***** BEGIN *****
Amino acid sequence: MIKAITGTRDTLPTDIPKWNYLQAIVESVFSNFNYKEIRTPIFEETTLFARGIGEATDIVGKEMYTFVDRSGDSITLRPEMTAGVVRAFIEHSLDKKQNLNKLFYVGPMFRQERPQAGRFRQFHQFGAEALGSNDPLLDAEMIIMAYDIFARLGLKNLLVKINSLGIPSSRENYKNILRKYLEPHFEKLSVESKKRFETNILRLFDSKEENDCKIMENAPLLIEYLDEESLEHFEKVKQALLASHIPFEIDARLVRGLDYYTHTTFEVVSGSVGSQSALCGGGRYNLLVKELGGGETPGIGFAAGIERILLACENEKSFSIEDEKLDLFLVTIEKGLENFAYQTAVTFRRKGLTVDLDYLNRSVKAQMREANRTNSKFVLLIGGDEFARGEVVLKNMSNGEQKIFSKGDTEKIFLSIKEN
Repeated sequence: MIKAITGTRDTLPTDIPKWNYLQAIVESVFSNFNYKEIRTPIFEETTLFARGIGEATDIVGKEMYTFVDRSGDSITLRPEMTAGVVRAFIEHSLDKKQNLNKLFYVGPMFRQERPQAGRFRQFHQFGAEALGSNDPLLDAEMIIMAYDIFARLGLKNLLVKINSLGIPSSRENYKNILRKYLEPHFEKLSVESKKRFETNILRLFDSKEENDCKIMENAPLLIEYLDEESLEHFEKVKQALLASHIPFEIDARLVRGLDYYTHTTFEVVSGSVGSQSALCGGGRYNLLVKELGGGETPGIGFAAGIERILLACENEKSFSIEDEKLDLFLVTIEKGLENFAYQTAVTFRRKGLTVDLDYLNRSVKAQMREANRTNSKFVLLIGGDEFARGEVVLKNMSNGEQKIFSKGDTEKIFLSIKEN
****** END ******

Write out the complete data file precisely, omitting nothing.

Amino acid sequence: MIKAITGTRDTLPTDIPKWNYLQAIVESVFSNFNYKEIRTPIFEETTLFARGIGEATDIVGKEMYTFVDRSGDSITLRPEMTAGVVRAFIEHSLDKKQNLNKLFYVGPMFRQERPQAGRFRQFHQFGAEALGSNDPLLDAEMIIMAYDIFARLGLKNLLVKINSLGIPSSRENYKNILRKYLEPHFEKLSVESKKRFETNILRLFDSKEENDCKIMENAPLLIEYLDEESLEHFEKVKQALLASHIPFEIDARLVRGLDYYTHTTFEVVSGSVGSQSALCGGGRYNLLVKELGGGETPGIGFAAGIERILLACENEKSFSIEDEKLDLFLVTIEKGLENFAYQTAVTFRRKGLTVDLDYLNRSVKAQMREANRTNSKFVLLIGGDEFARGEVVLKNMSNGEQKIFSKGDTEKIFLSIKEN
Repeated sequence: MIKAITGTRDTLPTDIPKWNYLQAIVESVFSNFNYKEIRTPIFEETTLFARGIGEATDIVGKEMYTFVDRSGDSITLRPEMTAGVVRAFIEHSLDKKQNLNKLFYVGPMFRQERPQAGRFRQFHQFGAEALGSNDPLLDAEMIIMAYDIFARLGLKNLLVKINSLGIPSSRENYKNILRKYLEPHFEKLSVESKKRFETNILRLFDSKEENDCKIMENAPLLIEYLDEESLEHFEKVKQALLASHIPFEIDARLVRGLDYYTHTTFEVVSGSVGSQSALCGGGRYNLLVKELGGGETPGIGFAAGIERILLACENEKSFSIEDEKLDLFLVTIEKGLENFAYQTAVTFRRKGLTVDLDYLNRSVKAQMREANRTNSKFVLLIGGDEFARGEVVLKNMSNGEQKIFSKGDTEKIFLSIKEN